Anti-Racism Action Plan Internship—Holy Cross Student Summer Series

Professor Tsitsi Masvawure (left) and Riley Dolan '22 (right).

Riley Dolan ’22 and Professor Tsitsi Masvawure are collaborating with the Family Health Center of Worcester to respond to a community need

Many Holy Cross summer internship experiences are student- or professor-initiated, but with Holy Cross' reputation for outstanding faculty and passionate students, some opportunities — like the creation of an anti-racism plan for a local health center — develop out of requests from the local community.

The Family Health Center of Worcester is an organization that strives to provide health care and social services to Worcester's diverse population, regardless of their ability to pay. Last year, Ben Alfred, a nurse practitioner from the health center, reached out to Tsitsi Masvawure, professor of practice in health studies in the Center for Interdisciplinary Studies, for help. Riley Dolan '22, a health studies and English double major from Chicago, later came on to the project as a research associate.

This summer, Dolan and Masvawure have worked together to develop a program that helps health center providers better understand racial equity and respond to racism in health care.

"The idea is to support the health care providers with skills and information on what racism is, how you identify it and how it might present itself at a health facility," says Masvawure, who is a medical anthropologist by training and researches health issues like HIV. Masvawure is co-leading this project with Munyaradzi Munochiveyi, associate professor in history and director of Africana Studies.

Masvawure and Dolan have organized workshops for health center providers, supported action plans developed by the health center and established both a physical and digital resource library for the center. They also connected with a provider group at UMass Memorial Health focused on racial equity in health care and ran a train-the-trainer workshop with nurse practitioners and behavioral health experts from the health center who are working in the Worcester Public Schools.

"If we build capacity so that two or three people can facilitate racial equity conversations with others in their organizations and have the skills and know where to get the resources they need, I think that will be a big contribution," Masvawure says.

As part of the Weiss Summer Research Program, Dolan continued to expand her skills as a researcher. She conducted daily interviews not only with local providers but also with Holy Cross alumni working in health care across the nation, gathering stories about their experiences with racial inequity in the field.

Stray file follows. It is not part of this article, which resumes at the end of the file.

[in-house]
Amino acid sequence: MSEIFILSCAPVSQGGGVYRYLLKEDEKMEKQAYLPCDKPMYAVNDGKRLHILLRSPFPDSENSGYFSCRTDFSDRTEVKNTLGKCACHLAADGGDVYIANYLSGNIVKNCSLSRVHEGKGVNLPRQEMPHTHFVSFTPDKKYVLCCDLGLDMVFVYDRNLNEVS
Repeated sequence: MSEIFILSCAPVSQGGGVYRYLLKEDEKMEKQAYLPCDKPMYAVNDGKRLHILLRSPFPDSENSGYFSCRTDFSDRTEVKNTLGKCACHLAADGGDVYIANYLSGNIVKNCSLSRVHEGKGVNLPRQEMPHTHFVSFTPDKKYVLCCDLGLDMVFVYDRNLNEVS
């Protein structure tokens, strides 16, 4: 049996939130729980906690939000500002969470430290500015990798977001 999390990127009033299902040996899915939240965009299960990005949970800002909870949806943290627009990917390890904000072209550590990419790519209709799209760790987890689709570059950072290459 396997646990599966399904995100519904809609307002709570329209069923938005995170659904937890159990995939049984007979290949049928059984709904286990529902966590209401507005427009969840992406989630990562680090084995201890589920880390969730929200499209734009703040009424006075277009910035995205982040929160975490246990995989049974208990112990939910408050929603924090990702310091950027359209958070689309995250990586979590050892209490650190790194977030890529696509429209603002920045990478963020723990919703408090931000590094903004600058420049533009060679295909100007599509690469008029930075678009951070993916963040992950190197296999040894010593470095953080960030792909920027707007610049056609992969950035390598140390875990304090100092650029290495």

"Getting these stories, we can create more of a tangible change because they help us understand the barriers that both patients and providers face," Dolan says.

Working alongside her professor, Dolan says she has learned important tools for organizing a research project on this scale, including practical skills like conducting interviews and getting approval from the Institutional Review Board. Masvawure offered Dolan support and guidance over the summer, but also let her run with the project.

"Those experiences you usually only get in graduate school," Masvawure says. "Riley's been doing a lot of on-the-ground work, reaching out to different organizations and helping to solve a real-world problem."

Dolan says the work has underlined the importance of tackling systemic issues to achieve racial equity in health care.

"What I'm realizing in trying to discover some feasible ways to lessen health care disparities, particularly within a society where racism creates so many negative health consequences for people, is that the problems are bigger than a single provider or institution and will take broader community action to solve," she says.

Masvawure hopes the partnership between Holy Cross and the center will only grow stronger as the project moves forward, thanks to a three-year Scholarship In Action grant to continue the work.

"It's such an important project," she says. "We're responding to a community need, and if we can model for other liberal arts colleges and community organizations that these partnerships can be impactful and collaborative, I think that will be a meaningful contribution that academic institutions can make in the communities they reside in."

This profile appears as part of the Holy Cross Student Summer series